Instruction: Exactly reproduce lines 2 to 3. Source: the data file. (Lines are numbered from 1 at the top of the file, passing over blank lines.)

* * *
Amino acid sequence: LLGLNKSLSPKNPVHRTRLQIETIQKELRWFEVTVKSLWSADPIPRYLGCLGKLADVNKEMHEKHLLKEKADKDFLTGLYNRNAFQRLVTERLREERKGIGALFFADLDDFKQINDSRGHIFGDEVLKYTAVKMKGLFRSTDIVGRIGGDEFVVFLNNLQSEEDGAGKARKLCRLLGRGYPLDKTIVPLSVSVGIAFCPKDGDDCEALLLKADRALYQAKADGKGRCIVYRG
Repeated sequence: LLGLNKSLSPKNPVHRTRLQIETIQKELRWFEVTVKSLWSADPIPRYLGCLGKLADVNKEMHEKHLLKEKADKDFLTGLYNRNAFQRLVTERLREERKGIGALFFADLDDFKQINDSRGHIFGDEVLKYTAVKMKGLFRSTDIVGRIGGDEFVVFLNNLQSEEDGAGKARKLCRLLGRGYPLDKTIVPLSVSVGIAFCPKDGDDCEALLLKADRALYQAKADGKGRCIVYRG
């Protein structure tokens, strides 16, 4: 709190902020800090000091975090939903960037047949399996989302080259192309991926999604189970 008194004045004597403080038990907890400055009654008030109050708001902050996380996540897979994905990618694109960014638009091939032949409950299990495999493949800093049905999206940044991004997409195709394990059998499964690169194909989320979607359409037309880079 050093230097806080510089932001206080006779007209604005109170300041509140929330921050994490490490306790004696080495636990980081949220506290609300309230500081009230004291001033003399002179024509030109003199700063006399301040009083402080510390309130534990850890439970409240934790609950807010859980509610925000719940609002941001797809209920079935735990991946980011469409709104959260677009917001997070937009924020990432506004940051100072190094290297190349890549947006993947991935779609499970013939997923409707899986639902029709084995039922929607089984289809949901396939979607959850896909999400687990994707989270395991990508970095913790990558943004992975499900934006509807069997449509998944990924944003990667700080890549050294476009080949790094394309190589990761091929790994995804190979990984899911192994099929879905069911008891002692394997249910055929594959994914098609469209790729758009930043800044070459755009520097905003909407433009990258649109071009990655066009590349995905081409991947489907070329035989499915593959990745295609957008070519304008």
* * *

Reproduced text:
Repeated sequence: LLGLNKSLSPKNPVHRTRLQIETIQKELRWFEVTVKSLWSADPIPRYLGCLGKLADVNKEMHEKHLLKEKADKDFLTGLYNRNAFQRLVTERLREERKGIGALFFADLDDFKQINDSRGHIFGDEVLKYTAVKMKGLFRSTDIVGRIGGDEFVVFLNNLQSEEDGAGKARKLCRLLGRGYPLDKTIVPLSVSVGIAFCPKDGDDCEALLLKADRALYQAKADGKGRCIVYRG
């Protein structure tokens, strides 16, 4: 709190902020800090000091975090939903960037047949399996989302080259192309991926999604189970 008194004045004597403080038990907890400055009654008030109050708001902050996380996540897979994905990618694109960014638009091939032949409950299990495999493949800093049905999206940044991004997409195709394990059998499964690169194909989320979607359409037309880079 050093230097806080510089932001206080006779007209604005109170300041509140929330921050994490490490306790004696080495636990980081949220506290609300309230500081009230004291001033003399002179024509030109003199700063006399301040009083402080510390309130534990850890439970409240934790609950807010859980509610925000719940609002941001797809209920079935735990991946980011469409709104959260677009917001997070937009924020990432506004940051100072190094290297190349890549947006993947991935779609499970013939997923409707899986639902029709084995039922929607089984289809949901396939979607959850896909999400687990994707989270395991990508970095913790990558943004992975499900934006509807069997449509998944990924944003990667700080890549050294476009080949790094394309190589990761091929790994995804190979990984899911192994099929879905069911008891002692394997249910055929594959994914098609469209790729758009930043800044070459755009520097905003909407433009990258649109071009990655066009590349995905081409991947489907070329035989499915593959990745295609957008070519304008």